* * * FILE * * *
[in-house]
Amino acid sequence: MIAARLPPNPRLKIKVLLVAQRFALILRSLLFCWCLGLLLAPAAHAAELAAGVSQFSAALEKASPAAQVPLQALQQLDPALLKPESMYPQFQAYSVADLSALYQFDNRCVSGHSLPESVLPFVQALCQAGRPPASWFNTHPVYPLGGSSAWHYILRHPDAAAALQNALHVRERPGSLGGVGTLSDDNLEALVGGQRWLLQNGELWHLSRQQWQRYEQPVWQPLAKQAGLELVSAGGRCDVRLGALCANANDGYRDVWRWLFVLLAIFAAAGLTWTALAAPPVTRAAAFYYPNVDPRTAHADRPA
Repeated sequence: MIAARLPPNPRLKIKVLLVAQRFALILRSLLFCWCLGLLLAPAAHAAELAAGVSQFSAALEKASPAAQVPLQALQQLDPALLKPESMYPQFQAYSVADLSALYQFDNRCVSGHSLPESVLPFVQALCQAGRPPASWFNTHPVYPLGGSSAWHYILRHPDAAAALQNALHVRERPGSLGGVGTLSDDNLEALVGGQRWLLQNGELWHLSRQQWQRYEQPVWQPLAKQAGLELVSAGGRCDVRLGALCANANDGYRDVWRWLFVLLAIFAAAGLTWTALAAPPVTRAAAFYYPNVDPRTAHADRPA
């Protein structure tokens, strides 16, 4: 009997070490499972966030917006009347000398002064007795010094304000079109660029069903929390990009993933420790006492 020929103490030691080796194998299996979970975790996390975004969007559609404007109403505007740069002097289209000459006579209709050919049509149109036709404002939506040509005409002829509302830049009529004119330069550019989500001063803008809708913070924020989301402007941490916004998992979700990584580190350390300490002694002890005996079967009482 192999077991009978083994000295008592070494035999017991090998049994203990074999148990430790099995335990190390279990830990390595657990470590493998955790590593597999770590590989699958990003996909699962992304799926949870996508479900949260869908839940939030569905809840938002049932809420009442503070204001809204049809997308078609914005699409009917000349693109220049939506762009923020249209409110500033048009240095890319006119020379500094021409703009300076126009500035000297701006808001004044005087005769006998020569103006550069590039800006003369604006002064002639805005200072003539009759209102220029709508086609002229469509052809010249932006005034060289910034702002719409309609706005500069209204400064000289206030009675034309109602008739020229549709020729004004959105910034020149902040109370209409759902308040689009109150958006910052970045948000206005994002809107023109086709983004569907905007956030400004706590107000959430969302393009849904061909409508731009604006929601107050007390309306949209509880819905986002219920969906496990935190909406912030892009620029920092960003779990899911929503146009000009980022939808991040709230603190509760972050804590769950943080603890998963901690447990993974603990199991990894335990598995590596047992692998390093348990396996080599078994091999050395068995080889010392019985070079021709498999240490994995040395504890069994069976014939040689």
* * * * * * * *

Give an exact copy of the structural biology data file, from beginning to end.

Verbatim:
[in-house]
Amino acid sequence: MIAARLPPNPRLKIKVLLVAQRFALILRSLLFCWCLGLLLAPAAHAAELAAGVSQFSAALEKASPAAQVPLQALQQLDPALLKPESMYPQFQAYSVADLSALYQFDNRCVSGHSLPESVLPFVQALCQAGRPPASWFNTHPVYPLGGSSAWHYILRHPDAAAALQNALHVRERPGSLGGVGTLSDDNLEALVGGQRWLLQNGELWHLSRQQWQRYEQPVWQPLAKQAGLELVSAGGRCDVRLGALCANANDGYRDVWRWLFVLLAIFAAAGLTWTALAAPPVTRAAAFYYPNVDPRTAHADRPA
Repeated sequence: MIAARLPPNPRLKIKVLLVAQRFALILRSLLFCWCLGLLLAPAAHAAELAAGVSQFSAALEKASPAAQVPLQALQQLDPALLKPESMYPQFQAYSVADLSALYQFDNRCVSGHSLPESVLPFVQALCQAGRPPASWFNTHPVYPLGGSSAWHYILRHPDAAAALQNALHVRERPGSLGGVGTLSDDNLEALVGGQRWLLQNGELWHLSRQQWQRYEQPVWQPLAKQAGLELVSAGGRCDVRLGALCANANDGYRDVWRWLFVLLAIFAAAGLTWTALAAPPVTRAAAFYYPNVDPRTAHADRPA
């Protein structure tokens, strides 16, 4: 009997070490499972966030917006009347000398002064007795010094304000079109660029069903929390990009993933420790006492 020929103490030691080796194998299996979970975790996390975004969007559609404007109403505007740069002097289209000459006579209709050919049509149109036709404002939506040509005409002829509302830049009529004119330069550019989500001063803008809708913070924020989301402007941490916004998992979700990584580190350390300490002694002890005996079967009482 192999077991009978083994000295008592070494035999017991090998049994203990074999148990430790099995335990190390279990830990390595657990470590493998955790590593597999770590590989699958990003996909699962992304799926949870996508479900949260869908839940939030569905809840938002049932809420009442503070204001809204049809997308078609914005699409009917000349693109220049939506762009923020249209409110500033048009240095890319006119020379500094021409703009300076126009500035000297701006808001004044005087005769006998020569103006550069590039800006003369604006002064002639805005200072003539009759209102220029709508086609002229469509052809010249932006005034060289910034702002719409309609706005500069209204400064000289206030009675034309109602008739020229549709020729004004959105910034020149902040109370209409759902308040689009109150958006910052970045948000206005994002809107023109086709983004569907905007956030400004706590107000959430969302393009849904061909409508731009604006929601107050007390309306949209509880819905986002219920969906496990935190909406912030892009620029920092960003779990899911929503146009000009980022939808991040709230603190509760972050804590769950943080603890998963901690447990993974603990199991990894335990598995590596047992692998390093348990396996080599078994091999050395068995080889010392019985070079021709498999240490994995040395504890069994069976014939040689």